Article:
For us the most impactful aspect of COP25 was what we observed during the informal Loss and Damage negotiations. We were very shocked by how palpable the power dynamic (Structural racism…) between the Global North and the Global South was within the negotiations. A few key nations like the USA and Russia were using cold technical language to delay, obstruct, and reject meaningful progress on Loss and Damage, while the majority (those from the G77, AOSIS and The LDC Group) implored action through impassioned statements and proposals. Without having been in the privileged position of being able to attend those meetings and witness this power play, we would not have written negotiations into our film. As a result, the narrative would have been would have be far simpler and less representative of what is really delaying meaningful action on Climate Change. This is of course a lack of political will in the Global North, a fear of wealth redistribution, and losing geopolitical dominance. We very much hope that “art in the blue zone” – that is artists being able to access UNFCCC’s Conference Of the Parties as UN observers – will become a reality and that other artists will be able to undertake field work at COP as well as contribute to climate and cultural research that will bring forth the paradigm shift that needs to happen to make 1.5°C a reality.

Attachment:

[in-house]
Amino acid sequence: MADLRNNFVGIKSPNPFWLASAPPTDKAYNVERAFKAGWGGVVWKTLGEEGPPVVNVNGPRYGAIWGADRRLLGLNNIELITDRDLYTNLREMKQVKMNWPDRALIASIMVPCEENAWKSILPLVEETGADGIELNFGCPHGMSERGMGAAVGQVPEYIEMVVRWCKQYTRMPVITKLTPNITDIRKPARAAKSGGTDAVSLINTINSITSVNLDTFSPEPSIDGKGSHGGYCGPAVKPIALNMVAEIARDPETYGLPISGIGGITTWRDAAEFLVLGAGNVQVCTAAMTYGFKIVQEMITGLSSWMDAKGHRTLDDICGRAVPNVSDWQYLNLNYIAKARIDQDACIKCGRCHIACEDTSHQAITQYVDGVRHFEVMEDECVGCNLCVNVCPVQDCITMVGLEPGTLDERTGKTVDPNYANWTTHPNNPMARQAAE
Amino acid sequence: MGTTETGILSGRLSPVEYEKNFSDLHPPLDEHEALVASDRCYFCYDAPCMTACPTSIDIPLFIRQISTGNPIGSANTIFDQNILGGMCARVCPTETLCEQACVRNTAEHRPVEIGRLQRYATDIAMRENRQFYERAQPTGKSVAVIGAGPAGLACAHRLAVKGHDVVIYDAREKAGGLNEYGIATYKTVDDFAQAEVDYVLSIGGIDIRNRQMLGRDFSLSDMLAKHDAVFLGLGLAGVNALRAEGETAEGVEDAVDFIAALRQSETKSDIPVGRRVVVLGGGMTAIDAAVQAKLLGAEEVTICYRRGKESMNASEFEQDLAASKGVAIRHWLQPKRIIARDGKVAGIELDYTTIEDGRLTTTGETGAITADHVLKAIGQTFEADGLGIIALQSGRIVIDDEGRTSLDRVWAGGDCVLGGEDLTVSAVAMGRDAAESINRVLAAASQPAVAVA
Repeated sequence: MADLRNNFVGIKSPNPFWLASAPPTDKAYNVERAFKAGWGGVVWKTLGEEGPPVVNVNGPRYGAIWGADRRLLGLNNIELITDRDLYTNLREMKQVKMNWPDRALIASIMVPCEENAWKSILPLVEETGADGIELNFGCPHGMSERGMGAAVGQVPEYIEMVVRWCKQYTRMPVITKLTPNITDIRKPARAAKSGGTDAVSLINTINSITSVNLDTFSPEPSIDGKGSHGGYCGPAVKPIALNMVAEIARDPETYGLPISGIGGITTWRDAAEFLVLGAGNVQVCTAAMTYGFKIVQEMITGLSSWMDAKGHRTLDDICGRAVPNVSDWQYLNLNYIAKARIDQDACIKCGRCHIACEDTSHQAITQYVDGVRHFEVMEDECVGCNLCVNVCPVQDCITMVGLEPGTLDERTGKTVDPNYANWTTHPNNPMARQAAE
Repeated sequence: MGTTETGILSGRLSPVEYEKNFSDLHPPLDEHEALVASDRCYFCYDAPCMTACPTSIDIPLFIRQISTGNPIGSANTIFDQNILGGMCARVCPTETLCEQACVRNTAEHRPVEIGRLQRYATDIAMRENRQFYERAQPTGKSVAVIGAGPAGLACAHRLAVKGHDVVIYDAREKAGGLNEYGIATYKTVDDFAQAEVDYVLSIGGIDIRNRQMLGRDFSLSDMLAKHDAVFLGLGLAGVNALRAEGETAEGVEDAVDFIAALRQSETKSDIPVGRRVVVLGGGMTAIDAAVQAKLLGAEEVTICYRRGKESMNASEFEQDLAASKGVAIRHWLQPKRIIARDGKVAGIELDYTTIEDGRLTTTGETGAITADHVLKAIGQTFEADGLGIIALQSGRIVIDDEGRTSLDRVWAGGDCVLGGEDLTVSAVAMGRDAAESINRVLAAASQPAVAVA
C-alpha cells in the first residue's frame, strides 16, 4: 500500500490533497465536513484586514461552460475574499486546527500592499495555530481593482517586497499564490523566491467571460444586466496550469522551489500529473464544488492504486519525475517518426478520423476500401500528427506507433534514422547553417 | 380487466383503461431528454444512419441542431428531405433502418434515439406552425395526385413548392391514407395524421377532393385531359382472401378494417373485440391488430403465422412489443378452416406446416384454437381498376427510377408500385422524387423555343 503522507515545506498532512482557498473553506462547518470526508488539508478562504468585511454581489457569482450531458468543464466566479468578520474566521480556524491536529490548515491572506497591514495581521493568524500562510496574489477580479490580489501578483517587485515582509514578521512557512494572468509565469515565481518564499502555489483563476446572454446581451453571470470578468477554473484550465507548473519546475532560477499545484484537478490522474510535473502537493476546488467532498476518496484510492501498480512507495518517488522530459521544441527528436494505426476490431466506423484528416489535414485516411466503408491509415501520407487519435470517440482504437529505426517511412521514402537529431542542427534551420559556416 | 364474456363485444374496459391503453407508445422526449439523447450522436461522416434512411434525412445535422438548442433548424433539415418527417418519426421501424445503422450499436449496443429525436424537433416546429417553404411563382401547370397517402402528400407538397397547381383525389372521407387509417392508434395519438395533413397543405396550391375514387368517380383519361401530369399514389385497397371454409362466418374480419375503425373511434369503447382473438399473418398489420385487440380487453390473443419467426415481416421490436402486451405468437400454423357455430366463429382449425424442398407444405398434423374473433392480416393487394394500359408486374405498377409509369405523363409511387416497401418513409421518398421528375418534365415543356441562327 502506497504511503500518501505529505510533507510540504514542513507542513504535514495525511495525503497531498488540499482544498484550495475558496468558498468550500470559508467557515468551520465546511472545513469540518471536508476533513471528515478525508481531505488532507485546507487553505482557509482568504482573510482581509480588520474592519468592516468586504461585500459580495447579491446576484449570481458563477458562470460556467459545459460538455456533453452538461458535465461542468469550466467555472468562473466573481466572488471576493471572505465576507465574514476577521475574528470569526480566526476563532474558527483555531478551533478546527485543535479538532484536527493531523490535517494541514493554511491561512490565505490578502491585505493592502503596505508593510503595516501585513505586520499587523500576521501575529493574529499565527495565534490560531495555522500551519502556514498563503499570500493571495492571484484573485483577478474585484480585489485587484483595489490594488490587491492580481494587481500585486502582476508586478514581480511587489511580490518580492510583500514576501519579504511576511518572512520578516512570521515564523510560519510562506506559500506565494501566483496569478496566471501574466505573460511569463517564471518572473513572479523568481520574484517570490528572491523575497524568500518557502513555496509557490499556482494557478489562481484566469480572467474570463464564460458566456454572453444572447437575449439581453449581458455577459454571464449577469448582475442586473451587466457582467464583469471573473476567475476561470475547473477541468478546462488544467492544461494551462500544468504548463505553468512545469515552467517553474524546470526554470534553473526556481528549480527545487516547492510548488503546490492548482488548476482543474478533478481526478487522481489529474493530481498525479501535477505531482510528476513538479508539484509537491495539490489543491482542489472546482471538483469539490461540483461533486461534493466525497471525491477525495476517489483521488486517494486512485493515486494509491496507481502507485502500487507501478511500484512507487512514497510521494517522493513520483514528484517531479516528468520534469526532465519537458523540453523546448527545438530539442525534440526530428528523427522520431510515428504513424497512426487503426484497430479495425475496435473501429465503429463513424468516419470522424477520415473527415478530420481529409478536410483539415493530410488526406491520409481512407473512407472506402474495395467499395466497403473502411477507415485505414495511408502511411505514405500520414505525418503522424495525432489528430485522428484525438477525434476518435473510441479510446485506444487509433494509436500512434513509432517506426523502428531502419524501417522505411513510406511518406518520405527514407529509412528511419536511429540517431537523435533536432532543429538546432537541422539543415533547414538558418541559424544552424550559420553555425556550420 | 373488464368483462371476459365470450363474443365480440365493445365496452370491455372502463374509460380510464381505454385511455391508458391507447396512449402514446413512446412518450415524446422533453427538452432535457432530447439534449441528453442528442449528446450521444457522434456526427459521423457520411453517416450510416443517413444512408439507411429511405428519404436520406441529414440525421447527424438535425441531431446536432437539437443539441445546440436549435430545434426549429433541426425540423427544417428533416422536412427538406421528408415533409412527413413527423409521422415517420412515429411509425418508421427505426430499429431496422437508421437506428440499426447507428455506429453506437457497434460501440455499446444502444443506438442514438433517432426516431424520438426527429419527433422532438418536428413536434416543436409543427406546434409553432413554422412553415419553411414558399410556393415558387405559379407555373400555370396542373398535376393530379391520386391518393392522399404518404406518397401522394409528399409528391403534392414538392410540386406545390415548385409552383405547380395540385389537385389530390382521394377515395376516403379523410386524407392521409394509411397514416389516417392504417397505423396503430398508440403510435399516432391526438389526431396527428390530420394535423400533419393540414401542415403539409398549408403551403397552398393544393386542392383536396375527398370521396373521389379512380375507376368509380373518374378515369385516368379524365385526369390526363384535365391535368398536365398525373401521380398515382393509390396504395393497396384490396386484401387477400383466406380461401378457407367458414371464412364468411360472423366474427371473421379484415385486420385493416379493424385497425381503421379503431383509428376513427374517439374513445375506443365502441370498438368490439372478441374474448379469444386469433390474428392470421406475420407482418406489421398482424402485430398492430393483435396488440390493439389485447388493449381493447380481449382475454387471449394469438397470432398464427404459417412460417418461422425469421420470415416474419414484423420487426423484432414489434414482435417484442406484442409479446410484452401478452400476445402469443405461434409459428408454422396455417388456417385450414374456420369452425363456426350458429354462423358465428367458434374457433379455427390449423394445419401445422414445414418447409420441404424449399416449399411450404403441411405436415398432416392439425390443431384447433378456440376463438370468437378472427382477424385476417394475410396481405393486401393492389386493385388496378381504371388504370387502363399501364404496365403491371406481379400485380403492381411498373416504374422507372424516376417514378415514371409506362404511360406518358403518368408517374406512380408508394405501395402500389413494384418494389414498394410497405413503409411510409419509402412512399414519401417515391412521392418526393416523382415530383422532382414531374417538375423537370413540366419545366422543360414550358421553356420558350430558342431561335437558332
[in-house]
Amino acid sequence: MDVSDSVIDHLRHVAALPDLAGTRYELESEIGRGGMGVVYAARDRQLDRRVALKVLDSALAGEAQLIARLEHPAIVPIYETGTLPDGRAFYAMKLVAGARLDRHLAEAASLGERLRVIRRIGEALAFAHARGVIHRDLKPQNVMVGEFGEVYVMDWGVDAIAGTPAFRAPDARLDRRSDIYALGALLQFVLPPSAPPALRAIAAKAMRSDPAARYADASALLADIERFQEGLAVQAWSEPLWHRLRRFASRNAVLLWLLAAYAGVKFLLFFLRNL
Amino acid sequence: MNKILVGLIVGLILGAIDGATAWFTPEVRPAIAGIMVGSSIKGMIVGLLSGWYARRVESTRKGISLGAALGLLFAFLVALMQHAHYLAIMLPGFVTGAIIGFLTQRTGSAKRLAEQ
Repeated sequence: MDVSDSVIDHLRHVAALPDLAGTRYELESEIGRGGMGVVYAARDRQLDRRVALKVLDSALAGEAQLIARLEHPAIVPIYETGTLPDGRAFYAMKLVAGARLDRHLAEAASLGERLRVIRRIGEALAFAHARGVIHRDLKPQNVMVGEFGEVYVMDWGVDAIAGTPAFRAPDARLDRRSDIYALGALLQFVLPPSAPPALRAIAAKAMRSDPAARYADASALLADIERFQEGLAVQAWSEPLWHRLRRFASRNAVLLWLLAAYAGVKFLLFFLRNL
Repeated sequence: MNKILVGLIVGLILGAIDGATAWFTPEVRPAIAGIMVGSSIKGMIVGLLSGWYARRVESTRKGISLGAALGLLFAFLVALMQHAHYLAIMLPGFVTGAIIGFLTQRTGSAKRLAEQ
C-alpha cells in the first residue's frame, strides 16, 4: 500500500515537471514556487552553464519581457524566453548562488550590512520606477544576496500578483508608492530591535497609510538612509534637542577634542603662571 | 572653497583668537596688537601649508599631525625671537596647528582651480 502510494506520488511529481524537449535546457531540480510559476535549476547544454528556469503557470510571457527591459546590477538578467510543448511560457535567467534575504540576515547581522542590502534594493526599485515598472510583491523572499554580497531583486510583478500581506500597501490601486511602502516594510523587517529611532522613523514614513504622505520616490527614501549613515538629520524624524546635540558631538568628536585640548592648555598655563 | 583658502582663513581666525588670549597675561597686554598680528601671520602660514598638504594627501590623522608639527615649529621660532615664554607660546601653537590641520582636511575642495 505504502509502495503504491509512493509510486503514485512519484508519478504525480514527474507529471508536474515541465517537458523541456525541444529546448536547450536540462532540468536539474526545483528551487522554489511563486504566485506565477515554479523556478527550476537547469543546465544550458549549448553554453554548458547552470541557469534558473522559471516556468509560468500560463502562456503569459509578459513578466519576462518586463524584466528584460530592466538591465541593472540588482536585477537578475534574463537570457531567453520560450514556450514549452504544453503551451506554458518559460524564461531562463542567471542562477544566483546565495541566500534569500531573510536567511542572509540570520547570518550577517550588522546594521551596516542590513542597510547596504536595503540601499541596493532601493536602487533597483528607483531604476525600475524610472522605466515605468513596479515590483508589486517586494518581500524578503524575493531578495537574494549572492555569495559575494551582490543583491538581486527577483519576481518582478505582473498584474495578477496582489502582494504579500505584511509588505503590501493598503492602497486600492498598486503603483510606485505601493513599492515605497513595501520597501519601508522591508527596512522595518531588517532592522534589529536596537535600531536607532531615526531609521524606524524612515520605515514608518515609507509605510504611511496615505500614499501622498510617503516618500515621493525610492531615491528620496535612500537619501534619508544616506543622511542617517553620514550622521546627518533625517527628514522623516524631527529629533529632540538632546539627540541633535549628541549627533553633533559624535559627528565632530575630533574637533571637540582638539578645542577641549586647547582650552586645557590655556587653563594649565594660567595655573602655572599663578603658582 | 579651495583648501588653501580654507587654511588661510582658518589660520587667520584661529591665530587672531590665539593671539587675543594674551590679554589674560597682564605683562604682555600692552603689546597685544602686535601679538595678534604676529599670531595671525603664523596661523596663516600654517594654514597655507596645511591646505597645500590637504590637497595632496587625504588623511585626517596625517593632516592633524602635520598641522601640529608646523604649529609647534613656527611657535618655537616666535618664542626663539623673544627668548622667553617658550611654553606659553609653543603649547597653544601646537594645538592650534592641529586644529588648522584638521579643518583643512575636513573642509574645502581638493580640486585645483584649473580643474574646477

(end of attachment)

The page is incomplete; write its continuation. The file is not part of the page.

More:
Lena and Teo expect to premiere their film at COP26 in Glasgow, Scotland.